For several decades Bèla Adler has been in hot demand as a leading fashion and advertising photographer. Allied with her partner Salvador Fresneda, studio AdlerFresneda has created a dramatic and absorbing portfolio. Their work has graced the pages of the world’s most influential magazines and style bibles
What do you think about when you hear the word luxury?
I think about space. Space, light, time. For me, that is luxury.
In a way, luxury can be pejorative because luxury for many people is going to places where it’s all… shiny. That’s why for me, luxury is a space where you feel human. You feel good, you feel yourself. It’s not fake.
Luxury is also about how you work. If you are passionate about what you do in life – that’s a luxury. This is what I think about luxury. Not about materials or things but what you do with your life. It is a luxury to have time and to do what you really have to do. Most of us do not do what we should do… we work for money or for social climbing. At least, that’s what the system wants us to think about luxury. To have cars and possessions – it is more quantity than quality. For me, quality is a luxury. In anything… in what you eat. Everything.
“People are looking for something that is done with love.”
How do you think the luxury consumer has changed?
People are not spending on material objects as much. They are buying experiences. That’s why you see yoga retreats and other experiences being super popular. Luxury is also more about having time to be with people. We are now more individual or independent, or even isolated, and we don’t talk with people as much.
The concept of luxury is heavily dependent on the culture of the person who defines it. In your life and travels, do you encounter differences in meaning?
Yes, in Japan, for example, I find it is space. But in some parts of the society, I guess, it’s also very much about brands. I think they appreciate quality and tradition.
“There must be quality not quantity. Spend less but better.”
There is a range of growth opportunities within the emerging field of sustainable luxury. But is it the promise of more revenue, or genuine concern for the environment, that is impelling brands to embrace sustainability? And does it even matter, as long as some progress is made?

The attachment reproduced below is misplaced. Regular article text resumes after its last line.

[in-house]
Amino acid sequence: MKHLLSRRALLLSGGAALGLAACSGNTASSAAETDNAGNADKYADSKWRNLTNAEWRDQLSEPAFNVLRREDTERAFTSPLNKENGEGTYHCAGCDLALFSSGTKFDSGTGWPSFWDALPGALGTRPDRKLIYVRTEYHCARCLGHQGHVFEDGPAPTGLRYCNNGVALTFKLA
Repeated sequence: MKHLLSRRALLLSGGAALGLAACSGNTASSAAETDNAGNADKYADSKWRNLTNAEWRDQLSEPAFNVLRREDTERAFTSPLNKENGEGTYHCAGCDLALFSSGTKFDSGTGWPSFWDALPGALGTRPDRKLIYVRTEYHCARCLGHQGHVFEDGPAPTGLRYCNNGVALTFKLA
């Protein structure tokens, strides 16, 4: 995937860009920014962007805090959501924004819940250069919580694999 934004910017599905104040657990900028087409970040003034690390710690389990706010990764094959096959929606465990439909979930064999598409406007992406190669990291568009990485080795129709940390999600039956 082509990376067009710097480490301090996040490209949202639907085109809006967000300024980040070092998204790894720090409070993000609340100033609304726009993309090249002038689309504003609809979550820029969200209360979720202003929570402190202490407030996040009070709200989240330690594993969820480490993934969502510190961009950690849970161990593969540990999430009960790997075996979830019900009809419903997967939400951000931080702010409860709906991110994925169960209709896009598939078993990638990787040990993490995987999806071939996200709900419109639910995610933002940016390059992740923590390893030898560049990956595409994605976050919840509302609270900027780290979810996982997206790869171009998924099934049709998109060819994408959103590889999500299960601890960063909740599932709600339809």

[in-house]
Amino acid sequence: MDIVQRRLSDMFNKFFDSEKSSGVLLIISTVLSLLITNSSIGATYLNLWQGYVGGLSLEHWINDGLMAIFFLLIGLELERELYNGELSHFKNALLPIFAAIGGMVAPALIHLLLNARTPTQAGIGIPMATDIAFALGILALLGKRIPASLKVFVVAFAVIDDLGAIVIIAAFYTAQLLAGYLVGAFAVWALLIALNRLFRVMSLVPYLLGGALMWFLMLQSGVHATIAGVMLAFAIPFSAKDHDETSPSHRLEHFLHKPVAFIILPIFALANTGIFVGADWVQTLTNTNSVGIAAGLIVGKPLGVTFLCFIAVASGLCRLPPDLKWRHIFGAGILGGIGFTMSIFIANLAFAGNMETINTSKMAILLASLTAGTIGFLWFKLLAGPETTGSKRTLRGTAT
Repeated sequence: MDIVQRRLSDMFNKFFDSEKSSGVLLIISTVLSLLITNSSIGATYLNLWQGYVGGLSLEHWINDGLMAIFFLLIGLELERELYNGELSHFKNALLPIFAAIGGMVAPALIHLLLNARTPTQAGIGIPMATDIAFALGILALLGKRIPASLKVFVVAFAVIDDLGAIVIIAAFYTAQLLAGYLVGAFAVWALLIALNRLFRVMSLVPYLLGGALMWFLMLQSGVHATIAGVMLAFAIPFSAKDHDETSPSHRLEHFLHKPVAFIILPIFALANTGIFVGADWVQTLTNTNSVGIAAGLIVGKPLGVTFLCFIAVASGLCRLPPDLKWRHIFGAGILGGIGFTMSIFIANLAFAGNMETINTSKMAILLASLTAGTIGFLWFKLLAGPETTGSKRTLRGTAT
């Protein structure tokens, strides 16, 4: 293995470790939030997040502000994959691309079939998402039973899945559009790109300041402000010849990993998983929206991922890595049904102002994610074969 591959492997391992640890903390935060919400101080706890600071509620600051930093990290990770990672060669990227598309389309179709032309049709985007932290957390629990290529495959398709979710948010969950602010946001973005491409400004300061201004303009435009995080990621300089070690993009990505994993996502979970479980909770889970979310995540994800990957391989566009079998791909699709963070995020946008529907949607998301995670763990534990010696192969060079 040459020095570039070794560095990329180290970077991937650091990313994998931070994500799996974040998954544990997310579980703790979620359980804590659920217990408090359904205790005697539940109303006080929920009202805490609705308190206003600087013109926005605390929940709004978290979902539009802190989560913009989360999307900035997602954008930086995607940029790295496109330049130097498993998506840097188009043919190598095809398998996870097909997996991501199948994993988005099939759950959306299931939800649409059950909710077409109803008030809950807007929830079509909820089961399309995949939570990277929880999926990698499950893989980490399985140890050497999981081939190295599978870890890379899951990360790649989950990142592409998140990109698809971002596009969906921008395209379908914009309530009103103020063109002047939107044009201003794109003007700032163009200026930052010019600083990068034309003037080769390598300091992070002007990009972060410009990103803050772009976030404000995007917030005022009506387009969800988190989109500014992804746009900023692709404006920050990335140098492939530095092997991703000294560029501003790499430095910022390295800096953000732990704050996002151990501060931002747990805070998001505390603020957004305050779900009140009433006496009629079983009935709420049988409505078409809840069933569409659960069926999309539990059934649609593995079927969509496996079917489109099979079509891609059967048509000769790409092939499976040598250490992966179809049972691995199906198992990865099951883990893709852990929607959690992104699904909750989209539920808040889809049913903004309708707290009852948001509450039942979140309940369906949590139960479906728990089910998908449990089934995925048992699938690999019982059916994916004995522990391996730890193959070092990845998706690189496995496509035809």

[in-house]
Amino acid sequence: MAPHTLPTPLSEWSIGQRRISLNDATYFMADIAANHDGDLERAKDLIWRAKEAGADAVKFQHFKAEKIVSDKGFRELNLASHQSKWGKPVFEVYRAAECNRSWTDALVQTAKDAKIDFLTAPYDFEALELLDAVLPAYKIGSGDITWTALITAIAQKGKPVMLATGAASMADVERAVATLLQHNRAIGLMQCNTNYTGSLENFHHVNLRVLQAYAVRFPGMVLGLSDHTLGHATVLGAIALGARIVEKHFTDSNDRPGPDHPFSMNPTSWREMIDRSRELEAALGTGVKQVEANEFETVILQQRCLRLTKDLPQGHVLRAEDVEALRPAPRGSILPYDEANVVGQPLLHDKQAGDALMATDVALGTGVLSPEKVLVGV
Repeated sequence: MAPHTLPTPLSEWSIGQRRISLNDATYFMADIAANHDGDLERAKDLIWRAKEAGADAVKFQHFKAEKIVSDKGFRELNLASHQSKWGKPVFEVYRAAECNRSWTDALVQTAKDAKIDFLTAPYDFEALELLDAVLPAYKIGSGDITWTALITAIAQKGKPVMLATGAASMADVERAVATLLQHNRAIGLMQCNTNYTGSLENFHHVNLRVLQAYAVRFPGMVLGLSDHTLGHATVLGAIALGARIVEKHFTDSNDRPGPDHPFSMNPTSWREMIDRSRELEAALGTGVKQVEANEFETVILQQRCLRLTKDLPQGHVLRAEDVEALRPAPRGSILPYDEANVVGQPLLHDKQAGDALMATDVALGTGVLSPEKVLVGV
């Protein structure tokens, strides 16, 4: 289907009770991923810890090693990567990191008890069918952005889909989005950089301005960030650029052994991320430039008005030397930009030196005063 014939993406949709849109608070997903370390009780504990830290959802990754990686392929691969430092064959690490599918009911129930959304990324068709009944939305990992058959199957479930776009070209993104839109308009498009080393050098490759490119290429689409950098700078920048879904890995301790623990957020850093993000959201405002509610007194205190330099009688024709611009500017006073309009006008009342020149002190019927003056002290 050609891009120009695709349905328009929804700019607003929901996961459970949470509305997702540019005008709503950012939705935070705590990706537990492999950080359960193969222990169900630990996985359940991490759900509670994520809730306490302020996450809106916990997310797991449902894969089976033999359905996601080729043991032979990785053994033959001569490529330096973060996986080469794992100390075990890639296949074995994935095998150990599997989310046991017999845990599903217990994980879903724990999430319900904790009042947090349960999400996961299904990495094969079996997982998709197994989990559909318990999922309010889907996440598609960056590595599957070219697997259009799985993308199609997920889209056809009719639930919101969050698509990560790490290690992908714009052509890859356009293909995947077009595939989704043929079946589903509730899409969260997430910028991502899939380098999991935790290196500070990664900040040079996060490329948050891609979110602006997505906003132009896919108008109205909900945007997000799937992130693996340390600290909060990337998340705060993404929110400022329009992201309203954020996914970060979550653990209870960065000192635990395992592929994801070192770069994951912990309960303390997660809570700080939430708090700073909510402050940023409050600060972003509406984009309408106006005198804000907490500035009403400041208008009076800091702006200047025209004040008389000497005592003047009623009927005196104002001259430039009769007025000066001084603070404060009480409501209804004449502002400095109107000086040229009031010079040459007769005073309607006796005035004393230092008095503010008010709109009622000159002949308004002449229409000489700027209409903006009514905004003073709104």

I think they do it for both, and if progress is made then it doesn’t matter. Hopefully, they just do it.
Which qualities would you say are the vital foundations of an authentic luxury product, service or experience?
People are developing more artisanal tastes. I think people want more homemade things now. And products with a story behind them. I think it’s a global story – people are looking for something that is more authentic, special, more unique. That’s my hope… people are looking for something that is done with love.
There must be quality not quantity. Spend less but better.
What do you think of the idea that luxury is becoming more accessible – that there is a democratisation of luxury?
Well, often they are lying to us. You may have a high-street jumper that is copied from a Chanel Collection, but after you’ve worn it once, it’s not the same. The quality is not there. By lying I mean that they are giving us an idea of luxury, but not the quality.
Could you choose one word to describe luxury now?
What is one luxury you couldn’t do without?
Not being able to do what I want to do.
How do you see the evolution of luxury and where is it heading next?
Maybe we will learn to live with less. This, I think, is luxury – to learn not to be afraid. I think we are so attached to so many things. To really go where you need to go. To be able to do your thing. Don’t be afraid of not being attached to anything.
Photographs provided by AdlerFresneda